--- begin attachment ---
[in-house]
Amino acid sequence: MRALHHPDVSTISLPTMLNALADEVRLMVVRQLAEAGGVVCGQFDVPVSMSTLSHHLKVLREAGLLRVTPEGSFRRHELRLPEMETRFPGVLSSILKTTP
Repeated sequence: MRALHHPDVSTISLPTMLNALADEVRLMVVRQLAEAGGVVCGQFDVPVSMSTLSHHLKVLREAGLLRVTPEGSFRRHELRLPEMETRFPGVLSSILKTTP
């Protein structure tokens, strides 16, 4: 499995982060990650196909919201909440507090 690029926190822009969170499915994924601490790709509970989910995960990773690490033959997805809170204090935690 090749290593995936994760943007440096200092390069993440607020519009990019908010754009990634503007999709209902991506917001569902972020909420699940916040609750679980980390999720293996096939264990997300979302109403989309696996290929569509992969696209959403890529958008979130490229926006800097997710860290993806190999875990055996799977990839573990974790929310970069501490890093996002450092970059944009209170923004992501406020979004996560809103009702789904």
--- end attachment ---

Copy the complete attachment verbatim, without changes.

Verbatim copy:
[in-house]
Amino acid sequence: MRALHHPDVSTISLPTMLNALADEVRLMVVRQLAEAGGVVCGQFDVPVSMSTLSHHLKVLREAGLLRVTPEGSFRRHELRLPEMETRFPGVLSSILKTTP
Repeated sequence: MRALHHPDVSTISLPTMLNALADEVRLMVVRQLAEAGGVVCGQFDVPVSMSTLSHHLKVLREAGLLRVTPEGSFRRHELRLPEMETRFPGVLSSILKTTP
């Protein structure tokens, strides 16, 4: 499995982060990650196909919201909440507090 690029926190822009969170499915994924601490790709509970989910995960990773690490033959997805809170204090935690 090749290593995936994760943007440096200092390069993440607020519009990019908010754009990634503007999709209902991506917001569902972020909420699940916040609750679980980390999720293996096939264990997300979302109403989309696996290929569509992969696209959403890529958008979130490229926006800097997710860290993806190999875990055996799977990839573990974790929310970069501490890093996002450092970059944009209170923004992501406020979004996560809103009702789904």